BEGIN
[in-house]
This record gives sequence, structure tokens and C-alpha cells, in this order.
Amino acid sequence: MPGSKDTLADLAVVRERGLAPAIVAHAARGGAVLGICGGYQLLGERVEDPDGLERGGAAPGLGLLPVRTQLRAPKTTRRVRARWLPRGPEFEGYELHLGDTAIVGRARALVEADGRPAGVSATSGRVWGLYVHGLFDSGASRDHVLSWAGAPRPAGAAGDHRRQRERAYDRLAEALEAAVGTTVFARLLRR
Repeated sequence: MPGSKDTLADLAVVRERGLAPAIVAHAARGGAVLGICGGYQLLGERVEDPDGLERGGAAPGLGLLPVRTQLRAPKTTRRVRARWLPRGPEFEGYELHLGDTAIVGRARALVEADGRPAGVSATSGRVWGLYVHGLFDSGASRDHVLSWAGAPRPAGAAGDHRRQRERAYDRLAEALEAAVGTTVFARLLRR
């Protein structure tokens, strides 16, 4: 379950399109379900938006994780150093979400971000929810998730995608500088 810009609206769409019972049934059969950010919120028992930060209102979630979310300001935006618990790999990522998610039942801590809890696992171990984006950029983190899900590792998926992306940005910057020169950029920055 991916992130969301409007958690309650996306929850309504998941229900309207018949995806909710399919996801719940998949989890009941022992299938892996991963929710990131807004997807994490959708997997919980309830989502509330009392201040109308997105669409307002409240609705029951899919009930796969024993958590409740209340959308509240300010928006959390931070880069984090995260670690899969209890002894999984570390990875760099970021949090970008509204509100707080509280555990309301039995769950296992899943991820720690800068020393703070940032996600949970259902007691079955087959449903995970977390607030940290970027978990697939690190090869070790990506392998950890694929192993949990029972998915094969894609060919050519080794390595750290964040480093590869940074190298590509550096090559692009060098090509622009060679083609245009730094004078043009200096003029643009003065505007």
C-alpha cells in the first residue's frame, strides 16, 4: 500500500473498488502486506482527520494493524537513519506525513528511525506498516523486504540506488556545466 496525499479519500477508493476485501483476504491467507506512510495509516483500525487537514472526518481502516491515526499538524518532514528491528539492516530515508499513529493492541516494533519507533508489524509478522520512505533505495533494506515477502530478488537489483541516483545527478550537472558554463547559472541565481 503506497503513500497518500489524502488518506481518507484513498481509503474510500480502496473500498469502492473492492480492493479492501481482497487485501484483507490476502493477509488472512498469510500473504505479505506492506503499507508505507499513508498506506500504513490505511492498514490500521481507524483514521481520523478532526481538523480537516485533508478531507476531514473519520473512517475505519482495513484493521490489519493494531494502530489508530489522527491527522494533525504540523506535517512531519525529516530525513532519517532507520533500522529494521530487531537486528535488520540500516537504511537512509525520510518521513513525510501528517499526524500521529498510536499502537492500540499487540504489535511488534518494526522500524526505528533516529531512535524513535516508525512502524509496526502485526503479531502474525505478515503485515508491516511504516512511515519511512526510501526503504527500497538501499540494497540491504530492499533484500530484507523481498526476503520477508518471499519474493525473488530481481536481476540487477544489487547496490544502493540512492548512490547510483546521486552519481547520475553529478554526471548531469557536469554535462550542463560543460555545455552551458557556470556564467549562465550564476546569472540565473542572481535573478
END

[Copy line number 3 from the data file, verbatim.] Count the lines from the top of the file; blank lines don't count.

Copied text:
Amino acid sequence: MPGSKDTLADLAVVRERGLAPAIVAHAARGGAVLGICGGYQLLGERVEDPDGLERGGAAPGLGLLPVRTQLRAPKTTRRVRARWLPRGPEFEGYELHLGDTAIVGRARALVEADGRPAGVSATSGRVWGLYVHGLFDSGASRDHVLSWAGAPRPAGAAGDHRRQRERAYDRLAEALEAAVGTTVFARLLRR